JR: Winter is almost upon us. Help us understand how you train in the off-season? How do you approach the shorter days, colder temps and the urge to curl up and hibernate?

AB: I’m lucky in that I live in California, so it never gets TOO cold here, but I did spend a frigid 6 years in Chicago. With the right gear, you can train in almost anything. Good running gloves and a hat are a must (here in California, you’ll find me on cold morning in a sports bra and shorts, but with a hat and running gloves – ha!). If you lack motivation first thing in the morning, I find it’s extremely useful to sleep in your running clothes. And adapt! If you live in a snowy climate, winter is the time to try other adventures – snowshoeing and cross-country skiing are two phenomenal cross-training activities for endurance athletes.

JR:Let’s talk shoes! Endurance racing and ultra-running demand a variety of footwear. What might work for an ultra-race won’t translate over to the Spartan Race. What shoes do you choose for each, and what have you learned from the shoes that get you from training to the start and finally to the finish line?

AB: For Spartan Races and obstacles races, the Reebok All-Terrains are my go-to. I prefer more minimalist shoes, and they have the grip, drainage, and everything you need for the mud and water. I will actually run shorter (50k or less) ultras in them as well because I’m such a fan. For anything over 50k, you’ll end up needing more cushioning. For non-technical trails, the Reebok Grasse Road have worked well for me.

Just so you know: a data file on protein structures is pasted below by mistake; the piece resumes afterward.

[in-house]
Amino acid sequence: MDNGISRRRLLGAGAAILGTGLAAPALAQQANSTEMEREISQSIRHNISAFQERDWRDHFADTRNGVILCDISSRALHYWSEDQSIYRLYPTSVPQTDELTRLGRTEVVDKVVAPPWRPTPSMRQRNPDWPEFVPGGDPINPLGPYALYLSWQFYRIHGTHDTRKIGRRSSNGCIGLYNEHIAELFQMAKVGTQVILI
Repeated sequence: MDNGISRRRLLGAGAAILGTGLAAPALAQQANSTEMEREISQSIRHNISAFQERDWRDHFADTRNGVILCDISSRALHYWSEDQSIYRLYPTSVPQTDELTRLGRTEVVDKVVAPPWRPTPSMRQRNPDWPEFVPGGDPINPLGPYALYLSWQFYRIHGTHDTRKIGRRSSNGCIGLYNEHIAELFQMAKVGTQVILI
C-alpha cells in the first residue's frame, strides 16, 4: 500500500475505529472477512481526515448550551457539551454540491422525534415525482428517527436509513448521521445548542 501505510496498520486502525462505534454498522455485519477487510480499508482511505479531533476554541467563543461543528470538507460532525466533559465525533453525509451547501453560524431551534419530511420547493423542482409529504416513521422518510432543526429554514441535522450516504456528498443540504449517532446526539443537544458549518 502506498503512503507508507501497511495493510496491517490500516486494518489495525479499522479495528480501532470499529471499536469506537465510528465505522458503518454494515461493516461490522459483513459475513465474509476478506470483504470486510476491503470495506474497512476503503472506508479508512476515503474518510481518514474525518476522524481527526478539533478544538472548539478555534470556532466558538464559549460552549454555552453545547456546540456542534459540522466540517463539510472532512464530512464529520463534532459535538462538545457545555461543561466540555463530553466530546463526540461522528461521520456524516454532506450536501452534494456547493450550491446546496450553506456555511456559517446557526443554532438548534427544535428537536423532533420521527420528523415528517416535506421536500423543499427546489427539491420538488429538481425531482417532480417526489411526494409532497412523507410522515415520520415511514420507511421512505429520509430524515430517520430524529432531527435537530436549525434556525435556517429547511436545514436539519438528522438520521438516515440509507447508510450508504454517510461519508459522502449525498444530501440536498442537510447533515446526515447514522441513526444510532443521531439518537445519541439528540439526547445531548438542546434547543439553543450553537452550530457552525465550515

JR: You came to running ultras after competing in endurance racing and in a Runner’s World interview you mentioned that before you took on endurance racing you ran to keep in shape, but didn’t necessarily love it. Share with us how you moved to running ultras and having a different mindset towards running.

AB: At that time, I was living in Chicago, with my only running outlet being one 18 mile paved path. It wasn’t until I was introduced to trails, and especially the trails in California that I really started to love running. I joke with people that I run mainly to see pretty things, but it’s true. If I had my ideal world, I’d be out on the trails for hours and hours a day. Running in nature is my moving meditation – it’s where I do my best thinking, it’s where I plan my days, it’s where I draft legal contracts in my head!

JR: When it comes to music, we love to ask all our blog guests, what are the top three songs you turn to for motivation? What gets you moving before a hard training session.

HJ: Oh man…I’m not sure you want to know the answer to this one! My tastes are…different. When I run, I tend to listen to a song on repeat for miles at a time, so here are three of my current “songs on repeat”:

  • – “Wait For it” from the soundtrack to Hamilton: The Musical
  • – “Hard Love” by NEEDTOBREATHE
  • – “Run Boy Run” by Woodkid

JR: Thanks Amelia!

 

RUN IN REEBOK LIKE AMELIA

 

Reebok Grasse Road
Reebok Harmony Road

 

 

FOLLOW AMELIA BOONE'S ADVENTURES

Ride along with Amelia Boone as she conquers any obstacle in her way, by following her on Twitter.